And it was true. Remy had actually started to look forward to his visits with Fernita, who had lost something very important, but couldn’t quite remember what it was. He had to wonder if maybe it was her dwindling faculties she was missing, and was desperate to have back.
But there was something about this wonderful old woman, something he couldn’t quite put his finger on.
The grandfather clock, nearly hidden by stacks of old magazines, tolled the hour, and Remy counted twelve. He had planned to stay only until lunchtime. He had things to finish at the office, and he was going out tonight.
His stomach did a little bit of a flip, and he felt the nature of the Seraphim coiled in slumber at his core stir.
“I need to get going,” he said to Fernita, almost too quickly.
He reached out and patted her hand affectionately, then stood and retrieved his heavy leather jacket from the banister near the front door.
“Where are you off to now?” Fernita asked from her chair.
“I’ve got to get back to the office and help more people,” he told her. He was tempted to tell her what he was doing tonight, knowing that she would get a kick out of it, but he really didn’t feel like talking about it at the moment.
“You’re a good man, Remy Chandler,” she said.
“Thanks for noticing.” Remy slipped into his jacket as Miles sauntered toward them from the kitchen.
“And there’s my other handsome boy,” Fernita said, making a noise for the cat to come to her. Remy had to give Miles credit—he didn’t ignore her, jumping into her lap and settling down to be petted.
“When will you visit again?” Fernita asked Remy, her eyes wide through the thick lenses of her glasses. “You know I’m never gonna find that thing without your help.”
“I’ll try to stop by toward the end of the week; how does that sound?”
“That would be wonderful!” She stopped petting Miles and held him firmly. “Now you be sure to close that door quick,” she ordered Remy. “My little friend here is dying to get outside, but I’m afraid the world is just a little too tough for Miles.”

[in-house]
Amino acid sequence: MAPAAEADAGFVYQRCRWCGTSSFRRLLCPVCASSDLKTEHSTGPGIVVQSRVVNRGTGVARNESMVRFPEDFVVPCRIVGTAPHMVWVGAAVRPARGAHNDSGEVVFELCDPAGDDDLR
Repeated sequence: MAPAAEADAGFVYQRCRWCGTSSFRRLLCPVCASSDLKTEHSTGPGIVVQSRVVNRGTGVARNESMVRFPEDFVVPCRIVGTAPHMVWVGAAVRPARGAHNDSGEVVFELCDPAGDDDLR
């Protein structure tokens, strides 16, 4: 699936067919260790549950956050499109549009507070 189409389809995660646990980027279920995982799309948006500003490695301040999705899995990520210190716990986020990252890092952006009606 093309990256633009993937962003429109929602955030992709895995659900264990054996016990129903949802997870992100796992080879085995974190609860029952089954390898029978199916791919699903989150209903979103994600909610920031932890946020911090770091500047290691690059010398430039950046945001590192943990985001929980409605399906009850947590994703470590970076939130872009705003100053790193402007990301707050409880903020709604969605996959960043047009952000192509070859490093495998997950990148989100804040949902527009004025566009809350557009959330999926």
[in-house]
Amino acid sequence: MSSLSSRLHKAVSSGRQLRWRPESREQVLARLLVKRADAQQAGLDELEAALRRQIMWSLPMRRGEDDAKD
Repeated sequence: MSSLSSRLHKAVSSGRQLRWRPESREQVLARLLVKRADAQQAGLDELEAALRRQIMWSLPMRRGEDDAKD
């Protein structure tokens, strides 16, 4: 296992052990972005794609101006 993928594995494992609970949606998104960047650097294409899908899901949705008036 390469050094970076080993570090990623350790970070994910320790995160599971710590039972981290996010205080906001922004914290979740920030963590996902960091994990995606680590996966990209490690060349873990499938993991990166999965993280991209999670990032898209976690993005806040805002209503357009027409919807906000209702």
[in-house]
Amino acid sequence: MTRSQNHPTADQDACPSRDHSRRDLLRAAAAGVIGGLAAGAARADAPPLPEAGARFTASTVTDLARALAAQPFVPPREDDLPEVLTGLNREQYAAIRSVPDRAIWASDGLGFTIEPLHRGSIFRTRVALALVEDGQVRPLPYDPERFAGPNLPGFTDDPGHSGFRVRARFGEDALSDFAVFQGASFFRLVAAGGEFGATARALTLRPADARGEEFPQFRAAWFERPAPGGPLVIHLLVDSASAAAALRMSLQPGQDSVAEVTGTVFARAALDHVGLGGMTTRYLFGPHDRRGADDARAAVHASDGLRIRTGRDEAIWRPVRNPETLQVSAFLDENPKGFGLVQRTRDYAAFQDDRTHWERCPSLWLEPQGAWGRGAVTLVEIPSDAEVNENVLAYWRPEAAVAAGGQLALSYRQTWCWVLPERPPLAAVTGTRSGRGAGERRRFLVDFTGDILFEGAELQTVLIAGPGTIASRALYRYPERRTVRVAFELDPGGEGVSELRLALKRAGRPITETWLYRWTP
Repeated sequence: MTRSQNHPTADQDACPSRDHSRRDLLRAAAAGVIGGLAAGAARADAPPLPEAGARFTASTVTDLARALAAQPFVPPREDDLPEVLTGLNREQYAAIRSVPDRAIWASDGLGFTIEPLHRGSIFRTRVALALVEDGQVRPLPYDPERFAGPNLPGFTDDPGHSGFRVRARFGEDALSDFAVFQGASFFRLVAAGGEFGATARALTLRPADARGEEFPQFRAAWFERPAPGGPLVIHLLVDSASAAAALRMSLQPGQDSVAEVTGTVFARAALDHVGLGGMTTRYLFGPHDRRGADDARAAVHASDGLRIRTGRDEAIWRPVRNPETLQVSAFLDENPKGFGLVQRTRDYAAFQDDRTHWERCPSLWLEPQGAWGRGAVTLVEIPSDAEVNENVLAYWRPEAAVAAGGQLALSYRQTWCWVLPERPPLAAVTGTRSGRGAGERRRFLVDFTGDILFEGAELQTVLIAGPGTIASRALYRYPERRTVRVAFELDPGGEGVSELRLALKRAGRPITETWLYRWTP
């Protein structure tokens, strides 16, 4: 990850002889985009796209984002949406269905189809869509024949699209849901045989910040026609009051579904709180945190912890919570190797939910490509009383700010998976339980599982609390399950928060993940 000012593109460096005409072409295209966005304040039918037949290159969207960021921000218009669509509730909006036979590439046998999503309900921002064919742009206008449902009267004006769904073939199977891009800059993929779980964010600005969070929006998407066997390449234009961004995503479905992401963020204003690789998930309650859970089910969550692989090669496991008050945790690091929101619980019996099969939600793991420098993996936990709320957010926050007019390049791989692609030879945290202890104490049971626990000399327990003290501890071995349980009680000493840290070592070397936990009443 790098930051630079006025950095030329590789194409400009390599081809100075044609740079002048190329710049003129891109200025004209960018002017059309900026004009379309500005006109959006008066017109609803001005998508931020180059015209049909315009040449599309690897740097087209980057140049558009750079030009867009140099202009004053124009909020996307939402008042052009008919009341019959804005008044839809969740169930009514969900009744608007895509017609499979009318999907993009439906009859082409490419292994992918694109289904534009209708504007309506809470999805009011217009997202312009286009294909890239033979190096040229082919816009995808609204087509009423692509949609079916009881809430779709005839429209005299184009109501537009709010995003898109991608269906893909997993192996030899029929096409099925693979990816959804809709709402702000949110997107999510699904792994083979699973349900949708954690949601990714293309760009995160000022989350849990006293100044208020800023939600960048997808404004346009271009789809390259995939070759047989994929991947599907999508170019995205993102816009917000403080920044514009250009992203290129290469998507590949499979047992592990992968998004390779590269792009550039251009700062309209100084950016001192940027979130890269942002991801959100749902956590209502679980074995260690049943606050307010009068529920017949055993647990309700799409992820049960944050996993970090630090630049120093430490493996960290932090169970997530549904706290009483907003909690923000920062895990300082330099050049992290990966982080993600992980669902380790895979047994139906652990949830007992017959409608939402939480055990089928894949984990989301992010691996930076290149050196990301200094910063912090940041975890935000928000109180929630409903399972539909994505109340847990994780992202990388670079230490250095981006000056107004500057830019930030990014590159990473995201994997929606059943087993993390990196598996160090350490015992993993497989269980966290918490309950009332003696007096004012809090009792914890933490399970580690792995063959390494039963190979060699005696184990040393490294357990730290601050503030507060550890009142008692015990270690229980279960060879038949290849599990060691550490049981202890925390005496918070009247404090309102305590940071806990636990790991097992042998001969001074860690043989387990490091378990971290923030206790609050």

“Out,” Miles meowed, trying to jump from Fernita’s lap.
Remy hurried out the door.
“You take care,” he called to her, closing the door gently behind him before the cat could escape into the cold, cruel world.
The Seraphim was confused.
The angelic nature could sense his master’s distress, and waited for the inevitable release.
And waited… and waited some more…
He longed to be free; to spread his golden wings… to wield the fires of Heaven once more.
To reduce his enemies to smoldering ash.
But the loosing did not come.
So the Seraphim waited, and waited some more.
Remy breathed in sharply through his nose, and exhaled through his mouth. He was standing in front of the mirror in his bedroom, gazing at his reflection and feeling the pressure.
He would rather have been doing just about anything other than what he was about to do this night. Briefly he wondered what the Black Choir was up to, and how hard it would be to attract their attention.
The Seraphim churning inside him would surely appreciate that.
He was wearing a tie, and wasn’t sure if he liked the look.
“What do you think?” he asked, shifting his gaze slightly to look at the reflection of the black Labrador retriever sitting sphinxlike on the bed behind him. “Tie or no tie?”
“Tie!” Marlowe barked.
“What do you know?” Remy asked.
“Know lot,” Marlowe responded indignantly.
“You think?” Remy reached up to tighten the knot on the blue-and-red silk tie. “Worn a lot of ties, have you?”
Marlowe remained silent, watching his master.
Remy laughed as he turned from the mirror to face the dog on the bed.
“Honestly, do I look all right?”
The dog just stared, droplets of drool leaking from his loosely hanging jowls and staining the bedspread.